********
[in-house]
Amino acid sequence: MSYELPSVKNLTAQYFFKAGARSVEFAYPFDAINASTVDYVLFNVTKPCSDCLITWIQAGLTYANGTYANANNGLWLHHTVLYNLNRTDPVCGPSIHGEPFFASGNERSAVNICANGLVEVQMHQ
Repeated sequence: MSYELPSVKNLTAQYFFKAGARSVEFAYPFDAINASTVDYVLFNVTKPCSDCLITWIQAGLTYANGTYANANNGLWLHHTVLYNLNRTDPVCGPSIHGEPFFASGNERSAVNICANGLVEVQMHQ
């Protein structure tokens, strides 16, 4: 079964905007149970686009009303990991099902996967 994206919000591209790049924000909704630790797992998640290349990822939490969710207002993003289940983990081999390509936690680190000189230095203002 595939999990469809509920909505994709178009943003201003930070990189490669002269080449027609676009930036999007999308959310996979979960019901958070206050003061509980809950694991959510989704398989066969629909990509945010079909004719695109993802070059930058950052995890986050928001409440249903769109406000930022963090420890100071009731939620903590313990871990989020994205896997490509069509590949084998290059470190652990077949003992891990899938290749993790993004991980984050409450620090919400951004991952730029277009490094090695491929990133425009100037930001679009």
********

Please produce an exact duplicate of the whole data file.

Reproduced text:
[in-house]
Amino acid sequence: MSYELPSVKNLTAQYFFKAGARSVEFAYPFDAINASTVDYVLFNVTKPCSDCLITWIQAGLTYANGTYANANNGLWLHHTVLYNLNRTDPVCGPSIHGEPFFASGNERSAVNICANGLVEVQMHQ
Repeated sequence: MSYELPSVKNLTAQYFFKAGARSVEFAYPFDAINASTVDYVLFNVTKPCSDCLITWIQAGLTYANGTYANANNGLWLHHTVLYNLNRTDPVCGPSIHGEPFFASGNERSAVNICANGLVEVQMHQ
């Protein structure tokens, strides 16, 4: 079964905007149970686009009303990991099902996967 994206919000591209790049924000909704630790797992998640290349990822939490969710207002993003289940983990081999390509936690680190000189230095203002 595939999990469809509920909505994709178009943003201003930070990189490669002269080449027609676009930036999007999308959310996979979960019901958070206050003061509980809950694991959510989704398989066969629909990509945010079909004719695109993802070059930058950052995890986050928001409440249903769109406000930022963090420890100071009731939620903590313990871990989020994205896997490509069509590949084998290059470190652990077949003992891990899938290749993790993004991980984050409450620090919400951004991952730029277009490094090695491929990133425009100037930001679009």